As an adopted child of Chinese-American expatriates, I have always been intrigued by how the Chinese culture explained the mysteries of the universe.
Just as American kids grew up with Cinderella and Snow White and the Seven Dwarfs, Chinese children heard stories about Chang-Er and her Rabbit, and Kwan Yin the Goddess of Mercy. These tales go one step further to explain why there is only one sun in our universe, why we cannot gaze directly into its glare, how the carp/ koi fish is transformed into a mighty dragon, how lightning is created, so on and so forth.
They incorporate mysticism with Buddhist and Taoist beliefs, history merges with mythology and vice versa, notwithstanding the disparity of time and place.
Amazingly, some of these stories have parallels in some western cultures, such as the Great Flood, as well as gods and goddesses that have their own petty quarrels and rivalries. All this forms the central theme of my work. And the more I research into the mythology and history of China, the more I find in common with other cultures of the world.
My medium is watercolor, acrylic and gouache on Japanese silk. The technique is the labor-intensive “gongbi” style of traditional Chinese brush painting, whereby Multiple light washes of color are applied in successive layers to build up the intensity of colors. It takes 6 to 8 weeks to complete a 30 inch by 20 inch painting, working on one painting at a time, 8 to 10 hours a day, 6 days a week. I incorporate a multitude of symbolism into the work. As I read a story, an image forms in my mind, and that is what I paint. And the emotions I feel are expressed through the colors I use.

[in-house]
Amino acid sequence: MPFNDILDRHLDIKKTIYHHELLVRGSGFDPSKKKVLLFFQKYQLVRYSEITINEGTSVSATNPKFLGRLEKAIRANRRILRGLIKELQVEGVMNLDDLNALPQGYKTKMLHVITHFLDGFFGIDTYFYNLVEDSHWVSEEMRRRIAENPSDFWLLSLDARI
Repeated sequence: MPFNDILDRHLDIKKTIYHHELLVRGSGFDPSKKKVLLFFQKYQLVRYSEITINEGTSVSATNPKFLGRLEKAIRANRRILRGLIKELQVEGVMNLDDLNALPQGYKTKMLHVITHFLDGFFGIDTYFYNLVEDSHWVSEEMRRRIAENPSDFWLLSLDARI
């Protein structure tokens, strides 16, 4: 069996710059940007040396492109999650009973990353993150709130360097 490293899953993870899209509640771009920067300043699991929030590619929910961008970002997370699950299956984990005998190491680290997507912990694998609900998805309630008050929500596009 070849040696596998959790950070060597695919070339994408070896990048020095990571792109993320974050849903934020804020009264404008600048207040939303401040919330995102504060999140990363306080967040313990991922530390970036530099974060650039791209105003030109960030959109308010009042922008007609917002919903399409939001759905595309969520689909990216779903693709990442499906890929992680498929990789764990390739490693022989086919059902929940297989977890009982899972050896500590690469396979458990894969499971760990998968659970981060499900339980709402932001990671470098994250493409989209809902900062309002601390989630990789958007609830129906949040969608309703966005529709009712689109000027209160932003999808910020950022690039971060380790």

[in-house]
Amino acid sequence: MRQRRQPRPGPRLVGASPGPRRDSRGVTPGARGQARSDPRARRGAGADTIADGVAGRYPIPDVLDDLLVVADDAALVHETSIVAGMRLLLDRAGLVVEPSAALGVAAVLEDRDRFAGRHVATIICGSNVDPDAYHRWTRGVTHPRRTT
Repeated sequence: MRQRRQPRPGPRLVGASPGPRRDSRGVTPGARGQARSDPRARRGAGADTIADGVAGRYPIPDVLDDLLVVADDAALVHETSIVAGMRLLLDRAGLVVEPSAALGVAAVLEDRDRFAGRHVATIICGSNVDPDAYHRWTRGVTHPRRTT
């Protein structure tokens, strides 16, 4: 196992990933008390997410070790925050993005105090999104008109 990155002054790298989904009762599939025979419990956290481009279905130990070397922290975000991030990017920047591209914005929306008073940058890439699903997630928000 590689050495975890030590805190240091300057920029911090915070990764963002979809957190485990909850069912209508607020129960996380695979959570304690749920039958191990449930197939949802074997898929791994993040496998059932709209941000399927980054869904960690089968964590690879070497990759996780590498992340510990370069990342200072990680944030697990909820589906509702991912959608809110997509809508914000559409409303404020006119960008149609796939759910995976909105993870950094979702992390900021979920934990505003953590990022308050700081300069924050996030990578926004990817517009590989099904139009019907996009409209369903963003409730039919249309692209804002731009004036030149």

Through my work, I hope to share the culture of a civilization over five thousand years old, as well as to give some insight into the motivations, aspirations and ethos of modern-day China. Many of my clients are second, third and fourth generation Chinese Americans searching for their forgotten heritage, but you don’t have to be Asian to appreciate a good story or to have fun finding out how Chang-Er and her Rabbit ended up in the moon.Wijsheden van Caroline Young